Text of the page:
Tonderai Dombo

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Summary: At a University of Zimbabwe graduation ceremony attended by the country’s president, student Tonderai Dombo held up a placard protesting the lack of jobs (Zimbabwe’s unemployment rate is about 90 percent). He was immediately arrested, detained overnight, fined, and—at least temporarily—denied his graduation certificate. Tombo has been a student protestor for years, despite the obvious risks involved in speaking out.

Profile: It’s now customary during university graduation ceremonies in Zimbabwe for police to systematically search the students. But the police aren’t necessarily looking for guns; they’re searching for a less violent type of weapon—placards.

That’s because of what Tonderai Dombo did on September 29, 2016. President Robert Mugabe was officiating at the University of Zimbabwe graduation ceremony when Dombo, a graduating student, raised a placard protesting the lack of jobs for graduates. It read, “Graduate Today but Loafer Tomorrow. Education may be the key to success but the door is nowhere.”

Mugabe’s bodyguards immediately whisked him away. Later, the police charged him with being a public nuisance, detained him overnight, and finally released him after he paid a fine. Perhaps worst of all, university authorities said that they would be withholding Dombo’s degree; the Minister of Higher Education, Jonathan Moyo, stated that Dombo did not deserve to receive his degree since he embarrassed the President.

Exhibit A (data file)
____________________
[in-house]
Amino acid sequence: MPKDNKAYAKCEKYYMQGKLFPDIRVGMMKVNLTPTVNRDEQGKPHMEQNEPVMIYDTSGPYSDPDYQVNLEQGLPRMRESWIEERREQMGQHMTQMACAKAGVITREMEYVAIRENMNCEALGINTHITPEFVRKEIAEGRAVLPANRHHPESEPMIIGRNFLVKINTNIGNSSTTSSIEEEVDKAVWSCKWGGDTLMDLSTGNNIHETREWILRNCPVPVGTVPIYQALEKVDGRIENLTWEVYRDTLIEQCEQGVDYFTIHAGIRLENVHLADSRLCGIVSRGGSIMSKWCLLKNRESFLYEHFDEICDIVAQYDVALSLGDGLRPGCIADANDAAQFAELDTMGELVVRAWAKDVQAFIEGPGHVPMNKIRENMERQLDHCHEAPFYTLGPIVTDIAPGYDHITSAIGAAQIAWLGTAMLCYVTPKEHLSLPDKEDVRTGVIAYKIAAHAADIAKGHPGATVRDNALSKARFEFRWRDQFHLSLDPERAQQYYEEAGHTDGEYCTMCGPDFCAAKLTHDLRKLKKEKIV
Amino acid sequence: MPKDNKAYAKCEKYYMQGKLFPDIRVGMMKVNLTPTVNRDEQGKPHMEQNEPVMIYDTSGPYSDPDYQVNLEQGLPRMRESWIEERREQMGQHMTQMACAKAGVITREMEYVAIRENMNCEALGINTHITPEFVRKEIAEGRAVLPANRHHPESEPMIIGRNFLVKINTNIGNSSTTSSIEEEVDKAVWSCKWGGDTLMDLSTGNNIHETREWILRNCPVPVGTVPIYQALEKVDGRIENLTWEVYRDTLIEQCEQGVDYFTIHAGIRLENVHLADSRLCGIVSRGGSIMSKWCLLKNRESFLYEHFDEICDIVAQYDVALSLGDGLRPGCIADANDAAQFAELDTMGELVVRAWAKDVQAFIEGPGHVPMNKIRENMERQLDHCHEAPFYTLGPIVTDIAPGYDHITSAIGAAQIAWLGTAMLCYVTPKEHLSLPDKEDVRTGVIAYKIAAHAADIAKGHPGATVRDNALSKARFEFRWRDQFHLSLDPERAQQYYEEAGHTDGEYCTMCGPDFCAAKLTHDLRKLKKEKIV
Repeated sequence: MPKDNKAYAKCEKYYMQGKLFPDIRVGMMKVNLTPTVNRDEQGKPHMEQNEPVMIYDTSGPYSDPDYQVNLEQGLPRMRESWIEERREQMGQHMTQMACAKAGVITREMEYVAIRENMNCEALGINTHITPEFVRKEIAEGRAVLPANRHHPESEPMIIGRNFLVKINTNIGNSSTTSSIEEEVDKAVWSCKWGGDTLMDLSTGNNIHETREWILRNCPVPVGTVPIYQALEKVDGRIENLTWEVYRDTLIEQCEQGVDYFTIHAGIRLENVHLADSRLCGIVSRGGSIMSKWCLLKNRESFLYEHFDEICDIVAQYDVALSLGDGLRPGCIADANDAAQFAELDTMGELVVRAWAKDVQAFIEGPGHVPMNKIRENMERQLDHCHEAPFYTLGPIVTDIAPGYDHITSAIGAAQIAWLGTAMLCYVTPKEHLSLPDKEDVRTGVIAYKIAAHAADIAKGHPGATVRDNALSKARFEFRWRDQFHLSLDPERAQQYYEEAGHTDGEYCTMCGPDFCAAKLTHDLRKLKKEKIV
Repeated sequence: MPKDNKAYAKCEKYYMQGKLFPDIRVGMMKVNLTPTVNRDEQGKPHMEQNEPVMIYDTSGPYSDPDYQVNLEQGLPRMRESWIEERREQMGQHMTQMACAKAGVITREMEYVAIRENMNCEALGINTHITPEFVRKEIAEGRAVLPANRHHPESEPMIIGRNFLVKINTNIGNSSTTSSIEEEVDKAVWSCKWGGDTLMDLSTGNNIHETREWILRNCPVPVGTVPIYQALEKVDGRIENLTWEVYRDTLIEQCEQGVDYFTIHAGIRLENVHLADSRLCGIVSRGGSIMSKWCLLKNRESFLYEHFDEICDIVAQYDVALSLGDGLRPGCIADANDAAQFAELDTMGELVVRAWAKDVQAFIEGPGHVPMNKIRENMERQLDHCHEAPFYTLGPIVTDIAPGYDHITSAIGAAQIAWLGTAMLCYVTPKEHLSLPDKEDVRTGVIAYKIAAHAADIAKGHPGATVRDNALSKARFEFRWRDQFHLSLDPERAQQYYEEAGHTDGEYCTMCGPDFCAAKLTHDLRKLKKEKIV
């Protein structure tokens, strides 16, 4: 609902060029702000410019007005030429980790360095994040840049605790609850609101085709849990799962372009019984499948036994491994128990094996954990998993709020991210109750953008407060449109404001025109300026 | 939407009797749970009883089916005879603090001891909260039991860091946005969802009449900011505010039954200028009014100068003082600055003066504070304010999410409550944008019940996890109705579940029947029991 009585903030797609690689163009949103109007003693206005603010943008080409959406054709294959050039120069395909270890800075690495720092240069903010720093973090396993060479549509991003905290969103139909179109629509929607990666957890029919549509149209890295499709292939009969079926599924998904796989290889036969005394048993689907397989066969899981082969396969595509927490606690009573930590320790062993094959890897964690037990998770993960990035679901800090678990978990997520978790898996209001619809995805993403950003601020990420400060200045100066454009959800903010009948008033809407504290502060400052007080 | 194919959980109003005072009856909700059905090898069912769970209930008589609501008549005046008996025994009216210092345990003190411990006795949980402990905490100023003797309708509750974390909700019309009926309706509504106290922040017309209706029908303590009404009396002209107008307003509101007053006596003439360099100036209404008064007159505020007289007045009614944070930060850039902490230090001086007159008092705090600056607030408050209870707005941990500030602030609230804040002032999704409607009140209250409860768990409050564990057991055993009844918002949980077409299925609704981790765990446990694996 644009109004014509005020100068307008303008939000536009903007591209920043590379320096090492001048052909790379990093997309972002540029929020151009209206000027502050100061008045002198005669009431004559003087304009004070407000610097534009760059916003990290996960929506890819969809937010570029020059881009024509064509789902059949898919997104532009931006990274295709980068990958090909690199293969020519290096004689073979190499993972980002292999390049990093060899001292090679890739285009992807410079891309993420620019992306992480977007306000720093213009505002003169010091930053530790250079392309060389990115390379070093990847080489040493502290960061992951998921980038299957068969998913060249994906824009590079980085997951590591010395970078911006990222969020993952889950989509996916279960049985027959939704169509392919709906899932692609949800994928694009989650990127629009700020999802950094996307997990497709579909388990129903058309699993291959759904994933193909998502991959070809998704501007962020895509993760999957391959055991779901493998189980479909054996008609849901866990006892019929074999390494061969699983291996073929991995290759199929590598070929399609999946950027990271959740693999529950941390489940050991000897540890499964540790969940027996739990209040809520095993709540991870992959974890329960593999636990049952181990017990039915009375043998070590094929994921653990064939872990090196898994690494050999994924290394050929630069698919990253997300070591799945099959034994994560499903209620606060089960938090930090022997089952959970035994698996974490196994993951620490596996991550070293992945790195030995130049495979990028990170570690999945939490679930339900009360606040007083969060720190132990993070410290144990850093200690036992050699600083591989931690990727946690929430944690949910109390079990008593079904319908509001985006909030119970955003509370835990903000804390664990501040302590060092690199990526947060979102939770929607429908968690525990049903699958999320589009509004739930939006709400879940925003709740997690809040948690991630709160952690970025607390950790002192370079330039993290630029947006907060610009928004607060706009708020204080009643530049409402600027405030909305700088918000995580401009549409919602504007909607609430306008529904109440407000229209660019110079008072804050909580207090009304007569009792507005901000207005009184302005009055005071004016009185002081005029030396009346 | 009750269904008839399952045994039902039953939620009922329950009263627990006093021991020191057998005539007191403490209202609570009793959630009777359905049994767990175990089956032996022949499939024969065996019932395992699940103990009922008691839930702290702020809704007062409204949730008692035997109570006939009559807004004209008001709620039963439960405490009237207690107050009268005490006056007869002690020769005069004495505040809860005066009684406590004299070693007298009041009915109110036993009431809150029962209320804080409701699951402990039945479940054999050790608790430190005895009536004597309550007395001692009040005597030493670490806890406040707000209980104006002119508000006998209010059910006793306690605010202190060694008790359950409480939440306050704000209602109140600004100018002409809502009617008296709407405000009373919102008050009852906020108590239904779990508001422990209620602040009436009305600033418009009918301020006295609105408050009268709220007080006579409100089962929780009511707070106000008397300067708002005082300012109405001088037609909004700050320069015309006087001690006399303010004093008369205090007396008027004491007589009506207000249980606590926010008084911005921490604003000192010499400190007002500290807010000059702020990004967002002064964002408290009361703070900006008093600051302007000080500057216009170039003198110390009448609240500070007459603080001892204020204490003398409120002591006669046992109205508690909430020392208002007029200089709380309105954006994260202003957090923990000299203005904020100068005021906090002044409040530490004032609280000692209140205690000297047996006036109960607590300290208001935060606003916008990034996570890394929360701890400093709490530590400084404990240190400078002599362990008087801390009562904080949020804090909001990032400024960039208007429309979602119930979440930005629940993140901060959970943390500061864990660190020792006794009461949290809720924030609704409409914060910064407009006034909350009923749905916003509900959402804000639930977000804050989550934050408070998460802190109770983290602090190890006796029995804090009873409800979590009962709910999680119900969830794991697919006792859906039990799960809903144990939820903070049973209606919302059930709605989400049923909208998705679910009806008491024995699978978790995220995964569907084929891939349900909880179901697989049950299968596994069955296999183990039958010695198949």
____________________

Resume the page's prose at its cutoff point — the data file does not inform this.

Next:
Dombo is not new to this. As president of Youth Advocacy for Reform and Democracy, he’s been protesting the dearth of jobs in his country: Zimbabwe’s unemployment rate hovers around 90 percent. Many parents in Zimbabwe have been investing heavily towards their children’s education and the country is regarded as one of the most literate in Africa; its universities graduate thousands of students—but a college education doesn’t do you much good if you can’t get a job after you graduate.

Dombo has a history of activism—and many followers. He was instrumental, for example in mobilising students across Zimbabwe against attempts by tertiary institutions to hike fees when the majority of students are struggling to make ends meet (they do not receive any loans or grants from the state). Through his ‘Fees Must Fall” campaign, he successfully lobbied government to postpone fee hikes in universities and colleges.

And his own graduation? “I’m still battling to get my certificate,” says Dombo, “and I will get it. Withholding it is unconstitutional.”